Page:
Their current menu has a heavy emphasis on cheese.  Their grilled cheese sandwich is no ordinary grilled cheese.  Rather, it’s four giant slabs of bread sandwiching four kinds of cheese, and the whole thing is grilled to perfection.  It’s ever-so-slightly greasy, and your cholesterol will probably be through the roof for the next few days, but it’s worth it.  I suggest splitting the order with a friend so that you can also try something else – eating both sandwiches would probably be overkill.

They also make a mean macaroni and cheese.  It’s even better than mine, and it takes a lot for me to admit that. 

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The world’s best sandwich

I had the world’s best sandwich (no joke) while in New Orleans, at this hole in the wall restaurant called Pascal Manale’s. It was a barbecued shrimp sandwich, served in the requisite squishy bread. New Orleanians really have it figured out: the bread is soft enough to absorb any juices from the filling without falling apart, and the crust doesn’t hurt the roof of your mouth. It’s brilliant.

Back to the sandwich: this was shrimp, perfectly barbecued, sitting in shrimp juices and clarified butter with lots of cracked black pepper. The bun was hollowed out and then stuffed full of shrimp, and that’s why it’s the world’s best sandwich. See, nothing falls out. You take a bite, and anything – shrimp, shrimp juice or butter – that didn’t make it in your mouth just falls further into the sandwich. By the time you’re at the end of the sandwich, it’s completely saturated with shrimp and butter goodness.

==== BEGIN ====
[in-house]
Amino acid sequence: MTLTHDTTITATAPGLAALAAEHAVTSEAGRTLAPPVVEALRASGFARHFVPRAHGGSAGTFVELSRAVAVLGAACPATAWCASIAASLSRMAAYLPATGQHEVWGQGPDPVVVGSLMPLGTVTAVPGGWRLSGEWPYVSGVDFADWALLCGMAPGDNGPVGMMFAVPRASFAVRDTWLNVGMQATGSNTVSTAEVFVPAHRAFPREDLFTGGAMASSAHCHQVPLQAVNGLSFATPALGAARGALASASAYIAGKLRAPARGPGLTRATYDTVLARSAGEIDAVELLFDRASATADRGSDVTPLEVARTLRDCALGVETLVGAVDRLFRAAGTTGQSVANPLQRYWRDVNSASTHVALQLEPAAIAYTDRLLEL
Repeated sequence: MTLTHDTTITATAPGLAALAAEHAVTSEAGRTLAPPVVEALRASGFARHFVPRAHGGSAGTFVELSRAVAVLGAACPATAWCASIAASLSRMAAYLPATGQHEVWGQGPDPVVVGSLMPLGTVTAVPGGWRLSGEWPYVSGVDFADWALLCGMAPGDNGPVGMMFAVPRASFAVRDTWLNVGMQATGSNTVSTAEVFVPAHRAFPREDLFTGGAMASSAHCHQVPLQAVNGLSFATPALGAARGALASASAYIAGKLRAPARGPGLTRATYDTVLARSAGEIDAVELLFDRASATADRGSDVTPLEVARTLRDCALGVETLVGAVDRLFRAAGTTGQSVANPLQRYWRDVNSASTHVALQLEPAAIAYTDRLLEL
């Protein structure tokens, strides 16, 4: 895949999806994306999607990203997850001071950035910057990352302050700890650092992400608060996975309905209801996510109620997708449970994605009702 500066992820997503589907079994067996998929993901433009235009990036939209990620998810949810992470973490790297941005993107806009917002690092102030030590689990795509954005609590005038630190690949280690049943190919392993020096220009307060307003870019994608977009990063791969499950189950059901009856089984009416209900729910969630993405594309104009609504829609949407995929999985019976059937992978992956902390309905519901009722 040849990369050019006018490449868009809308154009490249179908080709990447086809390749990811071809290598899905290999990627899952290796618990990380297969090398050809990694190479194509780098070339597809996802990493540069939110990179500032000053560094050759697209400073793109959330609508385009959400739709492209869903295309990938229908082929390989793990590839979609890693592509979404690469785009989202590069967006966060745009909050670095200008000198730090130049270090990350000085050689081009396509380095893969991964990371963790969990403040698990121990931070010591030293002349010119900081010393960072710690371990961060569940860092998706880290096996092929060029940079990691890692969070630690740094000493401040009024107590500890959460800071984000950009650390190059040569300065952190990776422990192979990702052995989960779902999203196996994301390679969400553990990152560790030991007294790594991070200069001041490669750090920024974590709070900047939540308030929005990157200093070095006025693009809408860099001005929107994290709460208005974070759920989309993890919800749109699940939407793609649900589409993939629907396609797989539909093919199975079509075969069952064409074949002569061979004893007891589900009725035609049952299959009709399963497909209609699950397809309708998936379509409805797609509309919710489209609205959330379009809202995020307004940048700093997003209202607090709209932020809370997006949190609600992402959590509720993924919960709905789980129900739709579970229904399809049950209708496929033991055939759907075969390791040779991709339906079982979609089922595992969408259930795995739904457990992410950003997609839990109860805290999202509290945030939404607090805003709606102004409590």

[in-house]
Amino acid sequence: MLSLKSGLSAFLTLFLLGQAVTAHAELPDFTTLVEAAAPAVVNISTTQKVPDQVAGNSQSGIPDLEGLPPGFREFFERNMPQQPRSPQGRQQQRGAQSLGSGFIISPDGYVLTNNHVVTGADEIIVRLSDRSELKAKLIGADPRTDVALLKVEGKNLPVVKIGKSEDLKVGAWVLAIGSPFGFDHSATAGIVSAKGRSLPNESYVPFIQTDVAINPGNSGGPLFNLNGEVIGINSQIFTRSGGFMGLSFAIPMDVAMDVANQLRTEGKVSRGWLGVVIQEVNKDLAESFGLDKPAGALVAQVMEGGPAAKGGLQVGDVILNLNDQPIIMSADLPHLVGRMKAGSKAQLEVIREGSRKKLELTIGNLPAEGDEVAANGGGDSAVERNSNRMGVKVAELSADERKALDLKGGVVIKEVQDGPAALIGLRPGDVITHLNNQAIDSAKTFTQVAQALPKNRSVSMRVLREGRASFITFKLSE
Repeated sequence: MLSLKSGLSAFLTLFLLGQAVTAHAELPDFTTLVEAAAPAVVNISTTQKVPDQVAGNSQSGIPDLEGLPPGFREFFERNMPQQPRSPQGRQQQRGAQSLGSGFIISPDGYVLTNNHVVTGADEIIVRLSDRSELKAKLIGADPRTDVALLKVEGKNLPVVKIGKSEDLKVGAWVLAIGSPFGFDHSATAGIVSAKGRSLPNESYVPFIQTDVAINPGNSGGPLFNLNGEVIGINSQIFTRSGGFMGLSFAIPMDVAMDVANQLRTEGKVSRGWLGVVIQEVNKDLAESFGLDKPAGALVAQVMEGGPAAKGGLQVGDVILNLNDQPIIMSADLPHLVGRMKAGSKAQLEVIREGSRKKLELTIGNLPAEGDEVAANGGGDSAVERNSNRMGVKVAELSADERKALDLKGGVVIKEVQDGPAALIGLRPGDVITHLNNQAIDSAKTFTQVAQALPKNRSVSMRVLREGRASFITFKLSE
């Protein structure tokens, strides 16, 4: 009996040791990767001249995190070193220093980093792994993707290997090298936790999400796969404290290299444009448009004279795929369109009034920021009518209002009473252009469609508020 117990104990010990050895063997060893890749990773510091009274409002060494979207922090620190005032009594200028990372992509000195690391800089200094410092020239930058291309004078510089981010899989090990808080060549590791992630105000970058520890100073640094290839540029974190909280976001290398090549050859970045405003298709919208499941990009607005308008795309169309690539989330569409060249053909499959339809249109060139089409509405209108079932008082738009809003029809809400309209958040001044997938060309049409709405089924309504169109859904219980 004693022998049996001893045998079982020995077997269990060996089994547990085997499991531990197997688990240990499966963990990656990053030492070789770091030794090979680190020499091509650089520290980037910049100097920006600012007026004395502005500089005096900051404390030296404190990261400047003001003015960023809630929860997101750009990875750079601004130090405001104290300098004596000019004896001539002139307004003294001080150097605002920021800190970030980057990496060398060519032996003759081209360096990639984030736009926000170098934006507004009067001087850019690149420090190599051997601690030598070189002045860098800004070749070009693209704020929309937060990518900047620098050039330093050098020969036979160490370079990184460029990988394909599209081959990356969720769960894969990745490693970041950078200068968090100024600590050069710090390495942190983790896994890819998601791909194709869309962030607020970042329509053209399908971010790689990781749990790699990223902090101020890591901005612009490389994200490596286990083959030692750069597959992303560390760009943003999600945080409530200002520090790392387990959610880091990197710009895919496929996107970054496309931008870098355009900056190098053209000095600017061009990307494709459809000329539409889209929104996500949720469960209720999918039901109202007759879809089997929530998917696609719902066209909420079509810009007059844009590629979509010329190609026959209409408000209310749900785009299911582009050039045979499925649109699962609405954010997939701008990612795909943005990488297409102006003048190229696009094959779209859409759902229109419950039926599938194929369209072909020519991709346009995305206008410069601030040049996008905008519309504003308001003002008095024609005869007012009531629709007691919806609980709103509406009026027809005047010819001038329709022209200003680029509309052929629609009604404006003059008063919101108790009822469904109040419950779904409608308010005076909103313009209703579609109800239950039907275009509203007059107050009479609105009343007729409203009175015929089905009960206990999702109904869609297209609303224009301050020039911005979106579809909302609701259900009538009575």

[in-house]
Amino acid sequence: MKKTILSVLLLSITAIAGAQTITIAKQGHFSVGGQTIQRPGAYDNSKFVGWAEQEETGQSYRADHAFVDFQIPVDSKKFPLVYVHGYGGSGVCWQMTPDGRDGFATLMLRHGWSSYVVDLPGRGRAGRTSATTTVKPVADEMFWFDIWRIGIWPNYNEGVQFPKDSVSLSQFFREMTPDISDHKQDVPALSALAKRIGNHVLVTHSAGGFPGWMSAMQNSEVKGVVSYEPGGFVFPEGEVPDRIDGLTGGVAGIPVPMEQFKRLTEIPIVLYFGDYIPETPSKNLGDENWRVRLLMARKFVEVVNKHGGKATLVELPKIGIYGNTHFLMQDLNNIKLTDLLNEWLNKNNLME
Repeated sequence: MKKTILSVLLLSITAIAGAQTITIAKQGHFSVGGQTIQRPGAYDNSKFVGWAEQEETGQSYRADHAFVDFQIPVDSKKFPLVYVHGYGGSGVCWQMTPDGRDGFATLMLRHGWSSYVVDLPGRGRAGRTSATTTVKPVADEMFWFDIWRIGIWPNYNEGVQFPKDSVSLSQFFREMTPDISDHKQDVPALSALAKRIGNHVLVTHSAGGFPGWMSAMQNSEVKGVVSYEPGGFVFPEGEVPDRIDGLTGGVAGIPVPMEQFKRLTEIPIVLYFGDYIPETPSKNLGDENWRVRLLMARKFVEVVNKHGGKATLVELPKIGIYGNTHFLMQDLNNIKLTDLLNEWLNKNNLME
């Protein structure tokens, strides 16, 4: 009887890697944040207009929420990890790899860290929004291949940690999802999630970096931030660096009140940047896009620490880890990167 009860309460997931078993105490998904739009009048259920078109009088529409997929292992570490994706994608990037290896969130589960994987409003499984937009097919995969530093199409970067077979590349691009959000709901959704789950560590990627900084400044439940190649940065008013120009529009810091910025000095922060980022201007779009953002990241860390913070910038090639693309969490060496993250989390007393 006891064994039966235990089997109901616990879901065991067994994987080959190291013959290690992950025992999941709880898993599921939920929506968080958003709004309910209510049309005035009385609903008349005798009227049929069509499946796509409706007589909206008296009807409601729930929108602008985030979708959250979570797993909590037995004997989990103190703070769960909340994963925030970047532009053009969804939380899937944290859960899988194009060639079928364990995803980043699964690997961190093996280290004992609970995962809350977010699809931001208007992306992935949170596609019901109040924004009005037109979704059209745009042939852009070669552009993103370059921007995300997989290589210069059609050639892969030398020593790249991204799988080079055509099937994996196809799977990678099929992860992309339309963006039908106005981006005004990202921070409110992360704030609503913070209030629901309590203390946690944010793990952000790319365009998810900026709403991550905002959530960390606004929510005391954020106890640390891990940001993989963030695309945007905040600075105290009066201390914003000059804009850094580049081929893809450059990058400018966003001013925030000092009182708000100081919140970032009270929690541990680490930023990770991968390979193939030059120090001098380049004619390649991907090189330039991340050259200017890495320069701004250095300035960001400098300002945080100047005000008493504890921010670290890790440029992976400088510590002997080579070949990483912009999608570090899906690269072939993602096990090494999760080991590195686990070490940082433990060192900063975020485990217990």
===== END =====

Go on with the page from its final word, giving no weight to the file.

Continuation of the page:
I ate this with two other foodies, and the three of us went dead silent after the first bite. We could only stare at each other over our sandwich, eyes wide open in amazement.

Pascal Manale’s
1838 Napoleon Ave
New Orleans, LA
(504) 895-4877

Pascal's Manale on Urbanspoon

New York goodies, day five

I was in New York for five days. This is what I ate on day five.

-Pickles from the Lower East Side Picklefest (no joke).
-A croissant from a random Italian cafe.
-A giant lox bagel with scottish smoked salmon from Russ & Daughters, a high-end shop(pe?) that sells caviar, smoked salmon, handmade cream cheese, and chocolates.
-Sandwich fixings from what is reportedly New York’s most famous deli/grocery store, Zabar’s. It was packed full of people, no matter what aisle I chose.
Matzo ball soup from Katz’s Deli. For some reason I was expecting several little matzo balls in soup, and not the giant softball-sized matzo ball that I was served. Katz’s Deli is where the, ahem, diner scene from When Harry Met Sally was filmed.

New York goodies, day three

I was in New York for five days. This is what I ate on day three.

-A ginormous sandwich from Salumeria Biellese, which smokes and cures all its own meats. Four bucks gets you a foot-long, 6-inch high sandwich stuffed full of meat and provolone.
-Two mini-eclairs from Fauchon, one coconut (delicious and creamy) and one coffee (yum). The eclairs cost more than my giant sandwich. In an attempt to combat the ridiculous rainstorm outside, I also had a French hot chocolate. I don’t know what made it so French, aside from it being made at Fauchon, but it was pretty tasty.
-Shanghainese noodles from Shanghai Cafe.
Vegan coconut layer cake from Atlas, which was almost passable. That is, as cake it was just okay, but as vegan cake it was pretty good.